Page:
Callinicos in the Socialist Worker found it difficult to decide whether to hate the Met or the Tories more, and therefore what his opinion should be on the police breach of the law in the Commons.
I sympathise, although I'm not quite thta hate-filled or reactionary. It's still difficult to say whether I don't mind, after all we don't want Parliamentarians to be above the law as if we were Italians! The rule of law is important. However it has to apply to the actuall powerful, that doesn't include back bench MPs. Or front-bench opposition, it's the police and the executive.
Anyway the police had no warrant and Green was dragged off for something Jack Straw and Gordon made their names doing a few years ago, so I'm against it. The rule of law was flouted by the police here, not the Tories. Here's the words of someone better than me, Craig Murray:
I appeared on Sky News yesterday to talk about the Damian Green case (by webcam from Accra), and was simply stunned when another guest on the programme, some idiot from labourhome.com, cited the arrest of an MP in the chamber of the House of Commons in 1815 as justification for police treatment of Damian Green. That excuse is being spread by New Labour across the media and blogosphere.
When this blog was very new, on 8 August 2005, I wrote that: "These are the most dangerous times for liberty in the UK since the government of Lord Liverpool". http://www.craigmurray.org.uk/archives/2005/08/those_of_us_who.html
I never for a moment thought that I would see New Labour use one of the most infamous acts of Lord Liverpool's ultra-reactionary government to justify their behaviour.
The MP arrested was Lord Thomas Cochrane. He was arguably the greatest fighting sailor the World has ever produced - very serious military historians will argue that he was even more daring and innovative than Nelson. This is from the official MOD website:http://www.royalnavy.mod.uk/server/show/nav.3881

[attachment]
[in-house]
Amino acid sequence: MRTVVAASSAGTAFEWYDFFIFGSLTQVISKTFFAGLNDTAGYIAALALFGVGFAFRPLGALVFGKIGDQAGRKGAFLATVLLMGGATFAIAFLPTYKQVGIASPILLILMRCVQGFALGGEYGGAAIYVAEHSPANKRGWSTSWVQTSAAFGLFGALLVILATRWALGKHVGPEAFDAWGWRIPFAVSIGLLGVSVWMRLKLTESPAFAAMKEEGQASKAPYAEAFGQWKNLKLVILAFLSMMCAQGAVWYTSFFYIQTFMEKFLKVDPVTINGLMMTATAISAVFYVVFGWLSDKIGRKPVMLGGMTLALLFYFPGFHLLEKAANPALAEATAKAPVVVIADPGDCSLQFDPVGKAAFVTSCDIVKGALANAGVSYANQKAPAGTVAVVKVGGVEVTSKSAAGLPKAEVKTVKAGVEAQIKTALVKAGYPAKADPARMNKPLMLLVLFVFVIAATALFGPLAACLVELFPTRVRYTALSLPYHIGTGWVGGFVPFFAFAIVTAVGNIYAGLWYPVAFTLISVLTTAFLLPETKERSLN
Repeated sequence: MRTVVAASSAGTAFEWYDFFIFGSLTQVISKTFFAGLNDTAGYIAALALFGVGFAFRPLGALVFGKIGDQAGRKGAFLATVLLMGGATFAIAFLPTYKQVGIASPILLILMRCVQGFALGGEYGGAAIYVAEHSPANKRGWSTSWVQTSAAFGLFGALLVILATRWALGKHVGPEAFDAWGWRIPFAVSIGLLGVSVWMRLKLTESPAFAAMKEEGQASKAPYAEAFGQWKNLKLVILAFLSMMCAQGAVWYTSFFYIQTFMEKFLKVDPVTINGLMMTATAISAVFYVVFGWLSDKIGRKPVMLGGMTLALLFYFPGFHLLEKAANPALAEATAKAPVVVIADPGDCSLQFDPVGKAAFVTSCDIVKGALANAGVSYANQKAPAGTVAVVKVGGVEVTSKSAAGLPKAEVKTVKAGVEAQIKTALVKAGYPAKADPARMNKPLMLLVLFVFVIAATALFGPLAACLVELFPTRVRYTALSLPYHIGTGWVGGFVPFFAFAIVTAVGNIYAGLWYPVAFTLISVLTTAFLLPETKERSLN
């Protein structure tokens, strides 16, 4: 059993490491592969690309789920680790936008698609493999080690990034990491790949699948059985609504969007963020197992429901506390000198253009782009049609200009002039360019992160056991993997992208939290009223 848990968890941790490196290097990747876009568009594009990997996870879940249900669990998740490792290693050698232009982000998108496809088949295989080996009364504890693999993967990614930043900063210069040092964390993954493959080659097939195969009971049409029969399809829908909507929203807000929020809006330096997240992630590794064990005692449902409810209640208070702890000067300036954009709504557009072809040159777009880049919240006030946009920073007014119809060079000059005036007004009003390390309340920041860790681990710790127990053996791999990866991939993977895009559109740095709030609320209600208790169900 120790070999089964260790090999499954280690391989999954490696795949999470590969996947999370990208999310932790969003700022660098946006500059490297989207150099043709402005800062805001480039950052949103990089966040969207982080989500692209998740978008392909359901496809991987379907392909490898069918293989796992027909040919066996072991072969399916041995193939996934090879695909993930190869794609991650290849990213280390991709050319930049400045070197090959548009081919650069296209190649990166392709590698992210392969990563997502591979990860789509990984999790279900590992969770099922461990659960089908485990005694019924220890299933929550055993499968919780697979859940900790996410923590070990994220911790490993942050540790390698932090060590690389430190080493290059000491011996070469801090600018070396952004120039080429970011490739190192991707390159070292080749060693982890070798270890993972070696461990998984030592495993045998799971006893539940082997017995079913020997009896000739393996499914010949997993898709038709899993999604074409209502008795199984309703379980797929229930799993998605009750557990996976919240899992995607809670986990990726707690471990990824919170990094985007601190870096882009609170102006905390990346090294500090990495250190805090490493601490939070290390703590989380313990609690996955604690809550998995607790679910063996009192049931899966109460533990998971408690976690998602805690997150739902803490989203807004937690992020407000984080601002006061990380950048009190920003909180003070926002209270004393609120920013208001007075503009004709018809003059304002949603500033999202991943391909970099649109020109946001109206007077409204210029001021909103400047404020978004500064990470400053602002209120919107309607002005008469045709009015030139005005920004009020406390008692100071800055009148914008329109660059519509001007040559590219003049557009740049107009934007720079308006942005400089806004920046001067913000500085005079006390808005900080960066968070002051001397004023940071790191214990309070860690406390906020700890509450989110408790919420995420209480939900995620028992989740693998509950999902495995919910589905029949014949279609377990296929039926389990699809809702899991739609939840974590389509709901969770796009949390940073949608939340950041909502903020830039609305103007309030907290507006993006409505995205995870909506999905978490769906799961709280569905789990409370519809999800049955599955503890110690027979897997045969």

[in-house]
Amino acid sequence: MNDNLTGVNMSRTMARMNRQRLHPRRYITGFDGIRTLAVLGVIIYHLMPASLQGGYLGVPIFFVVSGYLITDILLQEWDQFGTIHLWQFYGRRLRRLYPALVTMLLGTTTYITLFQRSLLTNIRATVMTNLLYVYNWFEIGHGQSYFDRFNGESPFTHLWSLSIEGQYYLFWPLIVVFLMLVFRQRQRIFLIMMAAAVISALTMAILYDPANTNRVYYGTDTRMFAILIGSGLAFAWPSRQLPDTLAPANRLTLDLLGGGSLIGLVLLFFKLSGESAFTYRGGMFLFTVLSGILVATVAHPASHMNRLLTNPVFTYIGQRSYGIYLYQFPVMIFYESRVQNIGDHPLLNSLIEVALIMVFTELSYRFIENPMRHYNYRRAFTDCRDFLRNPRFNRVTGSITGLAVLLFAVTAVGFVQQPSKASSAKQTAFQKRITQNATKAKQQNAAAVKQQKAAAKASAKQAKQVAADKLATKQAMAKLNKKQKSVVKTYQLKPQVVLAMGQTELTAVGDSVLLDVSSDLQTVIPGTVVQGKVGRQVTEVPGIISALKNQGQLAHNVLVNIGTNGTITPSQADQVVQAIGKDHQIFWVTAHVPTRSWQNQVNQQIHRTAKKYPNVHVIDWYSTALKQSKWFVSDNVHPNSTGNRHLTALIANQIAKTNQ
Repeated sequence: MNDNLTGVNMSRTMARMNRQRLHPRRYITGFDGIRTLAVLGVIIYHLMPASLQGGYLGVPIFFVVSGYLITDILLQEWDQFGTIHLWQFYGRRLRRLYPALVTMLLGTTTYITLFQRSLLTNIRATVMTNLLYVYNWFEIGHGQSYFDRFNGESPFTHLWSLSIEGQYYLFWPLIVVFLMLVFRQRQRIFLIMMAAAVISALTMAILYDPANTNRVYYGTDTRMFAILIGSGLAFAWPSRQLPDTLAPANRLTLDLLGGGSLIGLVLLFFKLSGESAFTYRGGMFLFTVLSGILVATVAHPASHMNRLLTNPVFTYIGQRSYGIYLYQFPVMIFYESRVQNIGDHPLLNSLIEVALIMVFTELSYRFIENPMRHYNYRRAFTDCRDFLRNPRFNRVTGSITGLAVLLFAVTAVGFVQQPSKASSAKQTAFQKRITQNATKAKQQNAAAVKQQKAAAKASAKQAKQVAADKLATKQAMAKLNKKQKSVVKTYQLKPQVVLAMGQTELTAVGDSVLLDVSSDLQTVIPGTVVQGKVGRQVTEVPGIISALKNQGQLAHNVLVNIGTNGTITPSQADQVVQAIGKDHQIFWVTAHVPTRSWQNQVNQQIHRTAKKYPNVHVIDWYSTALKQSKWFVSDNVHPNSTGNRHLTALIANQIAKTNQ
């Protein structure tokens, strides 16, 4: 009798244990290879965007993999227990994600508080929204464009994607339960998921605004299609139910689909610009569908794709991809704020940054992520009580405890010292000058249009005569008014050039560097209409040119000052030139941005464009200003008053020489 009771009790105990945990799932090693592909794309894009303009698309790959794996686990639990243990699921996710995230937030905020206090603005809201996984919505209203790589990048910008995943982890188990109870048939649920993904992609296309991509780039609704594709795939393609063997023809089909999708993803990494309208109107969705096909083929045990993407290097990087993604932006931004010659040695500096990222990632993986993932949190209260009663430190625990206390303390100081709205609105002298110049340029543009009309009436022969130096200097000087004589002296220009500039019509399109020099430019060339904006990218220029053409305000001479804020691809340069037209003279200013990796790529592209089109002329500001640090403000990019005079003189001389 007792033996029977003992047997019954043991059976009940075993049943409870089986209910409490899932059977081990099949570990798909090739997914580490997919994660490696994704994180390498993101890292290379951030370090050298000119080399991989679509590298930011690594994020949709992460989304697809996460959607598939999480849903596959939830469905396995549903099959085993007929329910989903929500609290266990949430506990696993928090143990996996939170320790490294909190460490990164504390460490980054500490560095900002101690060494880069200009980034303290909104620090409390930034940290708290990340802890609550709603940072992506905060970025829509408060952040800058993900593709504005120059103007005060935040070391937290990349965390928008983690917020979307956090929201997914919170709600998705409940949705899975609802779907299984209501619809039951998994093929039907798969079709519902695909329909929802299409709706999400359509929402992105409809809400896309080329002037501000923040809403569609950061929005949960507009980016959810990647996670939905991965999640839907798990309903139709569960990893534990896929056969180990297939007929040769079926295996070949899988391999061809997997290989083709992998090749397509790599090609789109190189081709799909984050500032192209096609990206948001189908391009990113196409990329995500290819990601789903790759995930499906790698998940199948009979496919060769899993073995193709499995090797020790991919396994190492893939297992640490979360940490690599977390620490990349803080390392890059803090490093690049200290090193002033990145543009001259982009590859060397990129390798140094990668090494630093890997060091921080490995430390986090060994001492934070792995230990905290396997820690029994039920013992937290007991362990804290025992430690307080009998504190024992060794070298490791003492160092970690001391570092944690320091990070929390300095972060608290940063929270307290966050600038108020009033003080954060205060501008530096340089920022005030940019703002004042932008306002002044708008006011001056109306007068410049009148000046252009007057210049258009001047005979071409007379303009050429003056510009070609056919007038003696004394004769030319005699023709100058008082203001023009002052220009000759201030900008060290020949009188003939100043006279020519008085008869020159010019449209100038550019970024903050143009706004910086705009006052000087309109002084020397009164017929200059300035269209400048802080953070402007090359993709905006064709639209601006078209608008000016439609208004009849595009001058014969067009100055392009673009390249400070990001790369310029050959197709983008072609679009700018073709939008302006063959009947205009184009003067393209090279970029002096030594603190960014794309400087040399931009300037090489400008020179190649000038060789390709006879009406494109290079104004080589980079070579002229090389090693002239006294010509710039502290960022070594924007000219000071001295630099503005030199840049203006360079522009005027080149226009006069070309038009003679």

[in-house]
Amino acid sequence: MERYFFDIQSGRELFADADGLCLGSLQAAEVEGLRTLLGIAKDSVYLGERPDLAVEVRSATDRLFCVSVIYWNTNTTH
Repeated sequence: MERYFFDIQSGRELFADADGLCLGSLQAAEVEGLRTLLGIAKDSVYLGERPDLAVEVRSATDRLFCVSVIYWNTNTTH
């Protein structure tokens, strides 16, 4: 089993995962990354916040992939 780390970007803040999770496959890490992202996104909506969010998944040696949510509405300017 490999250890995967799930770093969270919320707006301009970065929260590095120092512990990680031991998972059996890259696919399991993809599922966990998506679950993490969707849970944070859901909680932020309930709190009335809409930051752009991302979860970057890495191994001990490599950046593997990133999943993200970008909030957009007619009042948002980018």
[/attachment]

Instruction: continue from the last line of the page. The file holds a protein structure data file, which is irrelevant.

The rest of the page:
Cochrane was also a Radical. He was elected to Parliament to represent Westminster - at a time the only parliamentary seat with a broadly democratic franchise. He believed in one man one vote, and the abolition of taxes on food and newspapers, and the destruction of scores of privileges. He was also dangerously (to the government) popular and a war hero.
So Lords Liverpool, Eldon and Sidmouth had him arrested, on patently trumped-up embezzlement charges. There followed a series of trials, acquittals, demonstrations and a popular uprising freeing him from prison, after which he was dragged and arrested from the opposition front bench while about to denounce instances of very real government corruption.
Liverpool of course abolished habeas corpus, public meetings, and trades unions and his governrnent perpetrated the Peterloo Massacre of pro-democracy demonstrators. So I suppose it is not a shock to see this near-fascist government quoting Liverpool as a good precedent. Except that this is supposed to be a Labour government, and the entire Labour/Liberal tendency in this country was brought up for six generations to view Liverpool as all that was evil in conservatism. This was the period of Peterloo and the Tolpuddle Martyrs. Has anybody in this government even read E P Thompson's "The Making of the English Working Class"?
Cochrane escaped abroad and continued to fight for freedom in the most literal way. He helped lead the anti-colonial struggles in Chile, Brazil and Greece. He formed makeshift navies for them, and with tiny resources and near superhuman energy and ability waged long and ultimately succesful naval campaigns against the Spanish, Portuguese and Turkish navies.
The arrest of Thomas Cochrane in the House of Commons was the lowest point of despotism in the UK since the death of Charles I. Those New Labour hacks who cite it in justification are ill-educated fools beneath contempt.